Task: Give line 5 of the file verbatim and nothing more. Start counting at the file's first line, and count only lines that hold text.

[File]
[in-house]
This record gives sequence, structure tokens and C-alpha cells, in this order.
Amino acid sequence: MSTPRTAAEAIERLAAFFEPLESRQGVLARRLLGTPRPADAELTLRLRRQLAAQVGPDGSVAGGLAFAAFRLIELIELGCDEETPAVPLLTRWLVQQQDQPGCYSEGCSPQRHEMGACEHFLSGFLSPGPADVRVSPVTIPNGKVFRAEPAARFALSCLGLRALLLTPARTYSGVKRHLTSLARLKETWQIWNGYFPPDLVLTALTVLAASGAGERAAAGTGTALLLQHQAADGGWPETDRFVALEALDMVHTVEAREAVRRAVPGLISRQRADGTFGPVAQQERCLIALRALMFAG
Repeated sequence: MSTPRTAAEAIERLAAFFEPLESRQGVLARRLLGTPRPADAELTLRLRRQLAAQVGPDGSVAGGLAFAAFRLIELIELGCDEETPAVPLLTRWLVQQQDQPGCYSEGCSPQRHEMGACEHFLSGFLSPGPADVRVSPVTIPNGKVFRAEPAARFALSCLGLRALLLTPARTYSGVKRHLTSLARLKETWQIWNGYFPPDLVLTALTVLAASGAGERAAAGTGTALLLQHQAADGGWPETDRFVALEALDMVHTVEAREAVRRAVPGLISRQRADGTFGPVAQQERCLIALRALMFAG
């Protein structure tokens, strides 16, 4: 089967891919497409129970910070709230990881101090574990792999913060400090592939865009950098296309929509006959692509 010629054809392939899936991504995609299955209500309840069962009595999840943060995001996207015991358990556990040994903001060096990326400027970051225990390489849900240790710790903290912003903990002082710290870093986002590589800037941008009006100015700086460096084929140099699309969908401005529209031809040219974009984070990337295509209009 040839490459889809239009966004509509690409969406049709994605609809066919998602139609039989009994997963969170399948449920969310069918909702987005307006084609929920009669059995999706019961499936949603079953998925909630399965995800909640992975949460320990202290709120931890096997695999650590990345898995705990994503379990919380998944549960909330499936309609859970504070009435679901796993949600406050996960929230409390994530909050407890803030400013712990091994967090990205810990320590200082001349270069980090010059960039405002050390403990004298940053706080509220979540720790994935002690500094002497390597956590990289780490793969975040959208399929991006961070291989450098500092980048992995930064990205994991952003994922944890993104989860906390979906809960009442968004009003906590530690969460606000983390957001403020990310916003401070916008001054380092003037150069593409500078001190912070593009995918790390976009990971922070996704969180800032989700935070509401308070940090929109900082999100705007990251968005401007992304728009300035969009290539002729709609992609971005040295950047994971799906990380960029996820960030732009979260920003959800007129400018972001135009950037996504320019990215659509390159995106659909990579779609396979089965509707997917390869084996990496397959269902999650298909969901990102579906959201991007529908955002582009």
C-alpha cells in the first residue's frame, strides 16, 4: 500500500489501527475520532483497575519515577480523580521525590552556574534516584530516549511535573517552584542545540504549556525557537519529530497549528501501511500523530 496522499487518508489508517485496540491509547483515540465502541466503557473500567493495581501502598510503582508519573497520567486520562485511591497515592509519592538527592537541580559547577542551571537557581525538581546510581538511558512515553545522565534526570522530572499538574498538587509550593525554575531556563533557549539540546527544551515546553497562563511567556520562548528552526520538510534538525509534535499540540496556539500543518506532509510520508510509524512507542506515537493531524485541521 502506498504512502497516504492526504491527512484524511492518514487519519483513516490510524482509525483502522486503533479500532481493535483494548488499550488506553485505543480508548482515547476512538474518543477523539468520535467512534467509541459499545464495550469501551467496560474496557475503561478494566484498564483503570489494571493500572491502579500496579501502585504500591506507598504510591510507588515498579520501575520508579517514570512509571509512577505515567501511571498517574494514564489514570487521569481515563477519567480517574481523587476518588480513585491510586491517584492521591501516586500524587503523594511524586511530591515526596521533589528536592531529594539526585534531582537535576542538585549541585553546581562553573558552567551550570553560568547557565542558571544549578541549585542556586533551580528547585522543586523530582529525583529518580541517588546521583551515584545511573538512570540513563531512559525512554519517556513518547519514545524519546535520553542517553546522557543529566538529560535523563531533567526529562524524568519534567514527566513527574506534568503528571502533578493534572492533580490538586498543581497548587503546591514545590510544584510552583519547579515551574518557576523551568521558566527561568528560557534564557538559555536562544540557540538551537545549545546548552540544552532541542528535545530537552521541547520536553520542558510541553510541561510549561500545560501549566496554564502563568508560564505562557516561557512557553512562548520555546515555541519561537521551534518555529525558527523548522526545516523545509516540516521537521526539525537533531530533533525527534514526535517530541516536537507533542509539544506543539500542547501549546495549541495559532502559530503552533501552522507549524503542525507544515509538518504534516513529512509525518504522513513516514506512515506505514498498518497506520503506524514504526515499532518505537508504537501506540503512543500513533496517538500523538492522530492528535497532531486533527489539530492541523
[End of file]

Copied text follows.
């Protein structure tokens, strides 16, 4: 089967891919497409129970910070709230990881101090574990792999913060400090592939865009950098296309929509006959692509 010629054809392939899936991504995609299955209500309840069962009595999840943060995001996207015991358990556990040994903001060096990326400027970051225990390489849900240790710790903290912003903990002082710290870093986002590589800037941008009006100015700086460096084929140099699309969908401005529209031809040219974009984070990337295509209009 040839490459889809239009966004509509690409969406049709994605609809066919998602139609039989009994997963969170399948449920969310069918909702987005307006084609929920009669059995999706019961499936949603079953998925909630399965995800909640992975949460320990202290709120931890096997695999650590990345898995705990994503379990919380998944549960909330499936309609859970504070009435679901796993949600406050996960929230409390994530909050407890803030400013712990091994967090990205810990320590200082001349270069980090010059960039405002050390403990004298940053706080509220979540720790994935002690500094002497390597956590990289780490793969975040959208399929991006961070291989450098500092980048992995930064990205994991952003994922944890993104989860906390979906809960009442968004009003906590530690969460606000983390957001403020990310916003401070916008001054380092003037150069593409500078001190912070593009995918790390976009990971922070996704969180800032989700935070509401308070940090929109900082999100705007990251968005401007992304728009300035969009290539002729709609992609971005040295950047994971799906990380960029996820960030732009979260920003959800007129400018972001135009950037996504320019990215659509390159995106659909990579779609396979089965509707997917390869084996990496397959269902999650298909969901990102579906959201991007529908955002582009």